Title & Boundary Dispute Law in New Jersey
Sometimes, neighbors will find out that their use of their land (or what they thought was their land) is not reflected in the actual property lines on record. Obviously, this can create a problem.
Ideally, the neighbors could just ignore the situation, and go on as they had before, effectively agreeing to change the property lines to reflect their past use. This doesn't always happen, however. Furthermore, such a course of action is not free of issues, and could eventually result in ownership of the land legally changing to reflect the past use, even if one of the neighbors opposes this.
Thus, neighbors more commonly end up in some type of legal dispute over whether and to what extent the property lines should be enforced. Obviously, when the property lines are changed, one neighbor wins, and the other loses. It should come as no surprise, then, that legal fights are often the result.
Title disputes in Essex County, New Jersey, on the other hand, involve questions of ownership over an entire parcel of land. This confusion can sometimes arise from improperly recorded deeds, resulting in inadvertent (and, occasionally, deliberate) sales of the same parcel of land to multiple people. Obviously, each buyer wants to be the one who takes title, especially if it seems unlikely that they'll be able to get their money back. This can lead to some very heated disputes.
Possible Outcomes of Boundary and Title Disputes in Essex County, New Jersey
There are many ways to resolve boundary disputes. One way is to change the legal property lines to reflect the use that the neighbors had been making of the land before the discrepancy was discovered. This is typically considered a sort of "neutral" result - nobody's situation changes. If both neighbors knew about the real boundaries for a very long time, and did nothing about it, a court may view this as them having acquiesced to the status quo, and decide that it would be unfair to force the neighbors to change their use of the land after such a long period of time. This might also be done if enforcing the property lines would place a very large burden on one neighbor, and re-drawing them to reflect their actual use would put a comparatively small burden on the other neighbor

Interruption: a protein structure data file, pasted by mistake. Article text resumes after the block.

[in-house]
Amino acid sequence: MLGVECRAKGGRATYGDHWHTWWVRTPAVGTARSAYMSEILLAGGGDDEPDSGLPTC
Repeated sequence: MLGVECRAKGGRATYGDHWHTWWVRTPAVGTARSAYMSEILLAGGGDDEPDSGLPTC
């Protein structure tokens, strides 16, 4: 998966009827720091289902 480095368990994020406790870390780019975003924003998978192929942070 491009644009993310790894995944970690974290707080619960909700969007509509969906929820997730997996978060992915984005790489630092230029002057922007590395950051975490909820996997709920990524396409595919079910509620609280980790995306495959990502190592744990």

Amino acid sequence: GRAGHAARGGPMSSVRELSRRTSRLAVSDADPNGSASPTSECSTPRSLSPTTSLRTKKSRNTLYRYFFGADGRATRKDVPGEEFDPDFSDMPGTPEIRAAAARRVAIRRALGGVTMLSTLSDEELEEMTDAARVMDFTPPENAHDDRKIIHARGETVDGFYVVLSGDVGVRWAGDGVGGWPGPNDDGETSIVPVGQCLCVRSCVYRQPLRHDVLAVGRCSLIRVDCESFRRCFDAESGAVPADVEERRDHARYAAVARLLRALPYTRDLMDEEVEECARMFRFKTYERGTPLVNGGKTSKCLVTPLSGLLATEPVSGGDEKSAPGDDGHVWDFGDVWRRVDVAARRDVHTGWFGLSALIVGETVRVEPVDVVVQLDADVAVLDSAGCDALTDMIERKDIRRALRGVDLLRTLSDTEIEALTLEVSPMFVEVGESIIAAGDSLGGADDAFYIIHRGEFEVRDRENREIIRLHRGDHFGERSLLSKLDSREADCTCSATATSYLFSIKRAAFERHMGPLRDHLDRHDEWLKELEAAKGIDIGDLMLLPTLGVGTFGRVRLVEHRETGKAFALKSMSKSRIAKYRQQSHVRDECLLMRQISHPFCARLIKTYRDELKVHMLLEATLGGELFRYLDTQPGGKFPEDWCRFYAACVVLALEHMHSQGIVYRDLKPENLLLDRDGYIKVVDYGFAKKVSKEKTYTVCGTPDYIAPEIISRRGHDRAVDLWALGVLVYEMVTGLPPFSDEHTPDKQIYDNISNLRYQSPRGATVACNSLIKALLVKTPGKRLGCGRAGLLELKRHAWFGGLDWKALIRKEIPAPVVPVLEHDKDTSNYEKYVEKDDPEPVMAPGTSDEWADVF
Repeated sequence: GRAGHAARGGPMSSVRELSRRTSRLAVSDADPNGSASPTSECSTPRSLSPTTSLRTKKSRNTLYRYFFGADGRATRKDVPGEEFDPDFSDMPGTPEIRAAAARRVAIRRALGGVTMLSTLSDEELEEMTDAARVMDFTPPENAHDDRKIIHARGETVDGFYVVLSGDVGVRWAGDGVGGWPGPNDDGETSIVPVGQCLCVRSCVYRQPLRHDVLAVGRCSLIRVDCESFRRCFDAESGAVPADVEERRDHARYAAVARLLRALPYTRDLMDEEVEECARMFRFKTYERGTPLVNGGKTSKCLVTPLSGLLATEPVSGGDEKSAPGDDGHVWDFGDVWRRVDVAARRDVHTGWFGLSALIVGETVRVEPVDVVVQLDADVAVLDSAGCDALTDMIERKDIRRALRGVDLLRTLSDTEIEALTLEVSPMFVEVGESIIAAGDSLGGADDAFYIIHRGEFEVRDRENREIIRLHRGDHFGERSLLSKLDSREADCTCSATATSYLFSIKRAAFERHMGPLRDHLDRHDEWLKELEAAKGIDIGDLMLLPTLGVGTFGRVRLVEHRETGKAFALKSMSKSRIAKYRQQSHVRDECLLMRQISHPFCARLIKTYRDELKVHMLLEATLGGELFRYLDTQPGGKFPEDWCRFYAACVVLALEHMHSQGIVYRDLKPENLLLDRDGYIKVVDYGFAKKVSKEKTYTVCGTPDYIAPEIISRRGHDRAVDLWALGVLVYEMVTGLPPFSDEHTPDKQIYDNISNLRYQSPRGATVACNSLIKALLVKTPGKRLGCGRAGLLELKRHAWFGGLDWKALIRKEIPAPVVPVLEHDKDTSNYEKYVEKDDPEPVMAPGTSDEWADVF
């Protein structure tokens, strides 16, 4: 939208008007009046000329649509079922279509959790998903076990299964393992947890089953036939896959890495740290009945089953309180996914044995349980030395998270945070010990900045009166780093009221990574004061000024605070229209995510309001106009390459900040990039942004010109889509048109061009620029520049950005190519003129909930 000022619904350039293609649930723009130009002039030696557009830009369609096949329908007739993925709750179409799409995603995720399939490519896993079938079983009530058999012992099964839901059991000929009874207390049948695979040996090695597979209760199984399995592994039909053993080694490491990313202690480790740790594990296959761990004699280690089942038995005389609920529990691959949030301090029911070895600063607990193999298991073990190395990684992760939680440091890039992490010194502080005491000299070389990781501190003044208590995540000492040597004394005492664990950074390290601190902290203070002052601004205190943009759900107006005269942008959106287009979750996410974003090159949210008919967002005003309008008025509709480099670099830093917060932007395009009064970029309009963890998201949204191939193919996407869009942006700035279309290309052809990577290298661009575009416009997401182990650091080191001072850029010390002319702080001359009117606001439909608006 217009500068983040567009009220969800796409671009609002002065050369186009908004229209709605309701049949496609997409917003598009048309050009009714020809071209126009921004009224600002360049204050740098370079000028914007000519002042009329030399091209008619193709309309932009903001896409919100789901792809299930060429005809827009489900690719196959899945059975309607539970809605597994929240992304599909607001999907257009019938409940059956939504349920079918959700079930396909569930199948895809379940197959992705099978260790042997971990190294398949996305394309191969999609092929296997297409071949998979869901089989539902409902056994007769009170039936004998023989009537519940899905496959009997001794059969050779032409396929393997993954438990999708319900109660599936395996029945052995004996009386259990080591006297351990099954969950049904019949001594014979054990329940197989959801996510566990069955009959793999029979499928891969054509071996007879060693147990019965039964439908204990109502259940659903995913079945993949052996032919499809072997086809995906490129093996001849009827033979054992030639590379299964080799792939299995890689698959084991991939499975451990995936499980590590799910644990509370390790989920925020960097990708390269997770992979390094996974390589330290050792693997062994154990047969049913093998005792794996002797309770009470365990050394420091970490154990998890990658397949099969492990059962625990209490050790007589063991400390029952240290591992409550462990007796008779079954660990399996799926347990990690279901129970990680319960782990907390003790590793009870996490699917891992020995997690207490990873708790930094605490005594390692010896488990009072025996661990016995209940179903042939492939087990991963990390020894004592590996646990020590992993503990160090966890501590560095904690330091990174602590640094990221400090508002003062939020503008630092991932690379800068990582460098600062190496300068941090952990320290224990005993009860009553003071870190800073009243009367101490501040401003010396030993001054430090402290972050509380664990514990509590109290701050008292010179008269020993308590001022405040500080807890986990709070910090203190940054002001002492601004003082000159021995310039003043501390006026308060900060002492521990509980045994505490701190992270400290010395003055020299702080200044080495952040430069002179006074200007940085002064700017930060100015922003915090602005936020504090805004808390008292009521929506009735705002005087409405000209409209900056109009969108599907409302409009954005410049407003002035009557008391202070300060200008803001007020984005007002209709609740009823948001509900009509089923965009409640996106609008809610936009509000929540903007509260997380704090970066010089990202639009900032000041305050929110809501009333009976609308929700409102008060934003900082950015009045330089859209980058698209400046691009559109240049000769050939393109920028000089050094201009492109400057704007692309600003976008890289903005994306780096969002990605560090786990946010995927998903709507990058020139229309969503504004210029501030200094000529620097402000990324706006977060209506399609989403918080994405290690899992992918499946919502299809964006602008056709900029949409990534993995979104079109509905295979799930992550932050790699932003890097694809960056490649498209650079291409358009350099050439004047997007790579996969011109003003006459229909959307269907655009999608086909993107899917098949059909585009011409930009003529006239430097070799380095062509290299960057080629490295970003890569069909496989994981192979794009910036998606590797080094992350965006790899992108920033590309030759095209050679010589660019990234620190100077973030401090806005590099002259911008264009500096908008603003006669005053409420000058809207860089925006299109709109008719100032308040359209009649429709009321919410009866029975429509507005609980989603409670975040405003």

On the other hand, a court could decide to take the opposite approach, and order the neighbors to abide by the legal property lines. When deciding which course of action to take, courts consider many factors, but most of them boil down to common-sense principles of fairness. For example, if the owner of the land who was encroaching onto his neighbor's land knew of the encroachment, and hid this fact from the other neighbor (hoping to continue to use more land than he paid for), that will weigh heavily in favor of enforcing the legal property lines. On the other hand, if neither neighbor knew about the error, and it turns out that the actual property line goes through somebody's living room, a court probably won't enforce them.
With title disputes, a court has to decide who owns a particular piece of land. There are many factors that a court will consider, and this decision is governed by some fairly complicated laws in Essex County, New Jersey.
Typically, the person who records the deed first will be the one who takes ownership. Of course, this will only be if they had no reason to know about the other deeds).
What Can A Essex County, New Jersey Attorney Do?
The legal problems that can come up in boundary and title disputes can get very difficult. Given this fact, and the high stakes of such disputes, most people shouldn't approach these problems without good legal representation. It should therefore go without saying that the counsel of a qualified Essex County, New Jersey real estate attorney is essential in most of these disputes.